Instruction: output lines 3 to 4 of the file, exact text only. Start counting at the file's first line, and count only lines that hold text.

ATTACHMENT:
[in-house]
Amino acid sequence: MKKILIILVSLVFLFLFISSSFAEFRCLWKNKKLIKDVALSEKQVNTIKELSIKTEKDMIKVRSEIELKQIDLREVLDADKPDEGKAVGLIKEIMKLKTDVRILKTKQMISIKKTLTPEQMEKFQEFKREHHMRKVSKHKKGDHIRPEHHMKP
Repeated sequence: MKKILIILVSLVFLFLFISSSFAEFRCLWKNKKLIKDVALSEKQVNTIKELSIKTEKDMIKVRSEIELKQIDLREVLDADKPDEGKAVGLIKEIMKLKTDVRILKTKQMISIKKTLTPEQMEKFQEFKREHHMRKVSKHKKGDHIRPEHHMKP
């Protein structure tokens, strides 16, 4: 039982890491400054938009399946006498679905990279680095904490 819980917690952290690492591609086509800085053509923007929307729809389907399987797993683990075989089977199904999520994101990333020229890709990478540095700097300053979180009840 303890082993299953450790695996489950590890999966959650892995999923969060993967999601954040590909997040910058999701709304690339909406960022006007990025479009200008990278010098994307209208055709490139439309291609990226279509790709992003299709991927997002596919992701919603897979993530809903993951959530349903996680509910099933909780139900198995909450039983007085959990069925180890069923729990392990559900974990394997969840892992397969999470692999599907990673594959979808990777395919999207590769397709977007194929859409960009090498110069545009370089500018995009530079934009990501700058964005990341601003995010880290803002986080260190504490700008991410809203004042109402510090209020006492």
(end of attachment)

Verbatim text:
Repeated sequence: MKKILIILVSLVFLFLFISSSFAEFRCLWKNKKLIKDVALSEKQVNTIKELSIKTEKDMIKVRSEIELKQIDLREVLDADKPDEGKAVGLIKEIMKLKTDVRILKTKQMISIKKTLTPEQMEKFQEFKREHHMRKVSKHKKGDHIRPEHHMKP
């Protein structure tokens, strides 16, 4: 039982890491400054938009399946006498679905990279680095904490 819980917690952290690492591609086509800085053509923007929307729809389907399987797993683990075989089977199904999520994101990333020229890709990478540095700097300053979180009840 303890082993299953450790695996489950590890999966959650892995999923969060993967999601954040590909997040910058999701709304690339909406960022006007990025479009200008990278010098994307209208055709490139439309291609990226279509790709992003299709991927997002596919992701919603897979993530809903993951959530349903996680509910099933909780139900198995909450039983007085959990069925180890069923729990392990559900974990394997969840892992397969999470692999599907990673594959979808990777395919999207590769397709977007194929859409960009090498110069545009370089500018995009530079934009990501700058964005990341601003995010880290803002986080260190504490700008991410809203004042109402510090209020006492």